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Top 3 Day Trips from Sofia


Rila Monastery BulgariaThe Bulgarian capital of Sofia is fast emerging as one of the most exciting holiday destinations in Europe. While it incessantly strives to compete with more modern and fashionable hubs like Paris and London, Sofia still can’t quite shake off the remnants of its more modest past and recent struggles. Yet it’s this most obvious reminder of a turbulent and long-lived past which makes it so endearing. There’s no denying it: Sofia is one of the oldest cities in Europe, and has been occupied by just about every prominent empire known to man. Only here, can you visit a thousand year old church, mosque and synagogue in just a single day. Only here, can you shop for haute-couture fashion next door to a 200 year old artisan’s workshop. When it comes to diversity and full sensory overload, there’s no holiday destination in Europe quite like Sofia.

Book your next holiday rental apartment in Sofia when visiting Bulgaria and, if you want to plan a day-trip out of town, simply follow our guide to the top 3 day-trip destinations not to be missed.

Rila Monastery
Of all the decorated monasteries in Bulgaria, the Rila Monastery, found 120km south of Sofia, is by far the most famous and should definitely be on your list of day-trip destinations when visiting Bulgaria. Nestled deep within the Rilska River Valley, the monastery is regarded as one of the most important architectural and cultural gems in Eastern Europe, and is depicted on the reverse side of the 1LEV banknote. The 10th century complex features an intricately designed and colourful five-dome church and an imposing tower, which was a 14th century addition. The church is unbelievably beautiful; with its ornately painted walls, intricately carved interior and mind-boggling amount of beautiful frescoes it is as spellbinding on the inside as it is on the outside. Add to that a mesmerizing setting of lush green hills and you will soon realize why this is by far Bulgaria’s most venerated site. The Rila Monastery deserves no less than a full day exploration, but head off early to beat the guided tour groups.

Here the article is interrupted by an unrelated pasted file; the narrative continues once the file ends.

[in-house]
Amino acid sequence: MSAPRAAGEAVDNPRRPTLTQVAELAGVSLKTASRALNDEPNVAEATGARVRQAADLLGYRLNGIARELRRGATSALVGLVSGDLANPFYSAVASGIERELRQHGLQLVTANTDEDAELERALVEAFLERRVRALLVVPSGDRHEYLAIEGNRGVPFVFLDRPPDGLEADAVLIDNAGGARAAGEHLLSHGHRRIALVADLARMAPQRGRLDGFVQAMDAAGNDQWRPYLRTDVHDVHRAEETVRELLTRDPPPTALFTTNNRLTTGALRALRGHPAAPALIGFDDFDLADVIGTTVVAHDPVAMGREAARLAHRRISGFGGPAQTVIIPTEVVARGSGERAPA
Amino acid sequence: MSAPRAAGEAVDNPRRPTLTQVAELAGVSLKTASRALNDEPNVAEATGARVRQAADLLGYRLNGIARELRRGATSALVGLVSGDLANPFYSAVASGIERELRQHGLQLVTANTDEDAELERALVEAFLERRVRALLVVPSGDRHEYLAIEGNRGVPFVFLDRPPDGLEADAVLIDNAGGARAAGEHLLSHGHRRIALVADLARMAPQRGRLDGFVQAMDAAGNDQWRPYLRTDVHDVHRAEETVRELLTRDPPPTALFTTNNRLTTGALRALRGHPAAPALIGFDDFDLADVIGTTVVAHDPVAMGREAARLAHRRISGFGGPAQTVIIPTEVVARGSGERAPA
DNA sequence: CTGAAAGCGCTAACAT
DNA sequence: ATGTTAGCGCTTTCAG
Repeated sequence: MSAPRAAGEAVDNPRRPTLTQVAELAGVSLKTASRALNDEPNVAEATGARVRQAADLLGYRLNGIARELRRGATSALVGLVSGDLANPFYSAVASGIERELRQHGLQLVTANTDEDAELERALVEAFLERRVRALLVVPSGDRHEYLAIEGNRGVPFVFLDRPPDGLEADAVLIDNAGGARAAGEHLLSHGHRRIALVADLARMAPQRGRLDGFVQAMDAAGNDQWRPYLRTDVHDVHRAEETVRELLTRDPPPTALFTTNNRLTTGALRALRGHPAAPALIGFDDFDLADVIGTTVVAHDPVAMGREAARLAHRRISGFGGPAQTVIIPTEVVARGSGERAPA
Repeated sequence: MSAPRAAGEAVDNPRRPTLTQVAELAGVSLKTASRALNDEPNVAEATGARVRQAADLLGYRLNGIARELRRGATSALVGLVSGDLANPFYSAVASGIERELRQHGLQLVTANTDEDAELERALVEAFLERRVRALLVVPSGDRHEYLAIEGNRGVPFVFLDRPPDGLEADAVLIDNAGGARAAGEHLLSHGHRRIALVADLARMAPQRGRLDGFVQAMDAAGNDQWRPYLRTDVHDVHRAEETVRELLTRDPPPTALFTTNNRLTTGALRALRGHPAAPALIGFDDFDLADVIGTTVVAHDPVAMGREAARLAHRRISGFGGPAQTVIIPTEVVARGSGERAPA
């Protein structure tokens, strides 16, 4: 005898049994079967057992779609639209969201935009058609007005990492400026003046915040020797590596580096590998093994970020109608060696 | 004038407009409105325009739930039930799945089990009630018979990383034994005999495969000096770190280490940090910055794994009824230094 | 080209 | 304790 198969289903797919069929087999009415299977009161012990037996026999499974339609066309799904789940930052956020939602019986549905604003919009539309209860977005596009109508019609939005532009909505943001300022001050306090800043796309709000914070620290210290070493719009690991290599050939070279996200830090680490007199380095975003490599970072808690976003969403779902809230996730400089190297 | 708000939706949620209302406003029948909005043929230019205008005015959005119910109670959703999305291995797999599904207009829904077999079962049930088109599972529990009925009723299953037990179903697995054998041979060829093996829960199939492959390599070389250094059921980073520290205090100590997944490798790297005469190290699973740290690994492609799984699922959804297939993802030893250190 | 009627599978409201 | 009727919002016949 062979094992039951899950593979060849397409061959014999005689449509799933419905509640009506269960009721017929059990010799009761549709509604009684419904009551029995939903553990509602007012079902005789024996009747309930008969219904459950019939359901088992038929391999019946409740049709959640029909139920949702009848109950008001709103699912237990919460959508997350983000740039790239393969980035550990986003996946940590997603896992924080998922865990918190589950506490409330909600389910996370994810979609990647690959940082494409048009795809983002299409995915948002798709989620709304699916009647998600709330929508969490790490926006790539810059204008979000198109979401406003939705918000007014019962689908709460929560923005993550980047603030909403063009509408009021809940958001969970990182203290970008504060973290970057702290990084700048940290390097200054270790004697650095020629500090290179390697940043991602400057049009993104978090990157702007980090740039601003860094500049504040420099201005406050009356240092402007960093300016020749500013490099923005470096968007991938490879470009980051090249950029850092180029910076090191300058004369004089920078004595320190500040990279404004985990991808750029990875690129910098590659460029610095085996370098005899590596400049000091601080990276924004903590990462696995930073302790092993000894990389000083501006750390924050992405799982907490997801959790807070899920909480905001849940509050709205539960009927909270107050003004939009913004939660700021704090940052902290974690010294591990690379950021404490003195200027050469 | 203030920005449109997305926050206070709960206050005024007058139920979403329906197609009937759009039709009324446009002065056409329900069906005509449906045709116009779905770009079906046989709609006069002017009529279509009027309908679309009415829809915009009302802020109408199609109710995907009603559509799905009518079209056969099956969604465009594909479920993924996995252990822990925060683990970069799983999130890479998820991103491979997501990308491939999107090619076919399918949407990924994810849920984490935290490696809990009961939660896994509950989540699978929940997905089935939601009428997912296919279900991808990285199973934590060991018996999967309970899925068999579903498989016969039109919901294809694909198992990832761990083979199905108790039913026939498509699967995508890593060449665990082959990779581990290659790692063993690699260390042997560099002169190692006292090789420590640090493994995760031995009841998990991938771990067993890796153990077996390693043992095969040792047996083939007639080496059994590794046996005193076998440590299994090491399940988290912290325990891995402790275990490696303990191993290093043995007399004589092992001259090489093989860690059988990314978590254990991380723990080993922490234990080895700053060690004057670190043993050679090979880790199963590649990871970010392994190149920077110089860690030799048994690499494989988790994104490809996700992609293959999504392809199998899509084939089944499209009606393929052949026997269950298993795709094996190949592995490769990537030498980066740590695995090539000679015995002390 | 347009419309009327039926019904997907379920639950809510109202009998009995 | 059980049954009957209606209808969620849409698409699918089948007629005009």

The second largest metropolis in Bulgaria is one of Europe’s oldest continually inhabited cities, and a day-trip destination well worth exploring. Flanked by the country’s two largest mountain ranges, and dissected by the Maritse River, Plovdiv boasts a 4000 year old history and pre-dates more famous and visited European hubs. Intensely prosperous during Roman times, Plovdiv is home to a grand amphitheatre, only discovered during construction works in the 1970s. It was only then that the extent of the city’s importance in ancient times became evident. The amphitheatre is enormous, enough to fit 6,000 people. Back then, amphitheatres were built to fit at least 10% of the city’s population, proving that Plovdiv was indeed a generously inhabited city.

The old town quarter is compact and pedestrian friendly, and lacks the chaos and crowds usually associated with such illustrious locations. Most of the ancient ruins are subterranean and some of the ancient buildings are home to fantastic museums, depicting the history of the town.

The tourist information office at the entrance to the old town will provide you with maps and a detailed list of prominent archaeological sites you should visit, such as the Roman Forum. Yet most tourists claim the best way to explore Plovdiv is to simply get lost in its maze of cobblestone alleyways brimming with local eateries, unique souvenir shops and cosy cafes, while walking past ancient Roman aqueducts, Catholic churches and Islamic mosques. It is only then that one gets a convincing picture of the city’s trials and tribulations throughout history. If you’ve ever wished to visit Rome, Damascus and Cairo in just a single day, you’ll do well to plan a trip just 150km south of Sofia and visit Plovdiv instead; we guarantee you a truly unforgettable experience.

Koprivshtitsa is as important to Bulgarians as Plovdiv, albeit for different historic reasons. The source of the April Uprising, and the subsequent expulsion of the Ottoman Empire, Koprivshtitsa is still considered the birthplace of modern-day Bulgaria and makes for a brilliant day out from Sofia. Aside the historical importance, and ancient ruins which are nonetheless very interesting, Koprivshtitsa is quintessentially Bulgarian in all its quaint charm, and one of the most fascinating towns you could visit. The riverside town is pretty as a picture, home to the Bulgarian Folkloric Festival and is home to the most extensive collection of memorabilia from the revolution, housed within the Lyuben Karavelov Museum. Spend a day exploring this most divine town and you’ll get an authentic taste of rural Bulgaria.

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